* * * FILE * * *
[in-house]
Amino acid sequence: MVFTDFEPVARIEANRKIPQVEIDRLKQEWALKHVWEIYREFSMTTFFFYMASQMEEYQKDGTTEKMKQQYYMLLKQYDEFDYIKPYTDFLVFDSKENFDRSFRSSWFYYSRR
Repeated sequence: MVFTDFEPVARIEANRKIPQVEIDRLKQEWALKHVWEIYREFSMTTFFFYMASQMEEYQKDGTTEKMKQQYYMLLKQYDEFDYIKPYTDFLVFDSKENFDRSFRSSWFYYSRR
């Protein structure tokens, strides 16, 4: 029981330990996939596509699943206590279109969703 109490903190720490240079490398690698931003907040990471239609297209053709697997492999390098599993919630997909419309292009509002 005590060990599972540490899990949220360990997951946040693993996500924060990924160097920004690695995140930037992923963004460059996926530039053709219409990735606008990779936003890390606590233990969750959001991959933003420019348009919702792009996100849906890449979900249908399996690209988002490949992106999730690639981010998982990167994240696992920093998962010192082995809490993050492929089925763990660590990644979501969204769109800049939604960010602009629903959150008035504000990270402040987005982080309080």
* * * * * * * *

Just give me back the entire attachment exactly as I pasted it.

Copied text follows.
[in-house]
Amino acid sequence: MVFTDFEPVARIEANRKIPQVEIDRLKQEWALKHVWEIYREFSMTTFFFYMASQMEEYQKDGTTEKMKQQYYMLLKQYDEFDYIKPYTDFLVFDSKENFDRSFRSSWFYYSRR
Repeated sequence: MVFTDFEPVARIEANRKIPQVEIDRLKQEWALKHVWEIYREFSMTTFFFYMASQMEEYQKDGTTEKMKQQYYMLLKQYDEFDYIKPYTDFLVFDSKENFDRSFRSSWFYYSRR
């Protein structure tokens, strides 16, 4: 029981330990996939596509699943206590279109969703 109490903190720490240079490398690698931003907040990471239609297209053709697997492999390098599993919630997909419309292009509002 005590060990599972540490899990949220360990997951946040693993996500924060990924160097920004690695995140930037992923963004460059996926530039053709219409990735606008990779936003890390606590233990969750959001991959933003420019348009919702792009996100849906890449979900249908399996690209988002490949992106999730690639981010998982990167994240696992920093998962010192082995809490993050492929089925763990660590990644979501969204769109800049939604960010602009629903959150008035504000990270402040987005982080309080």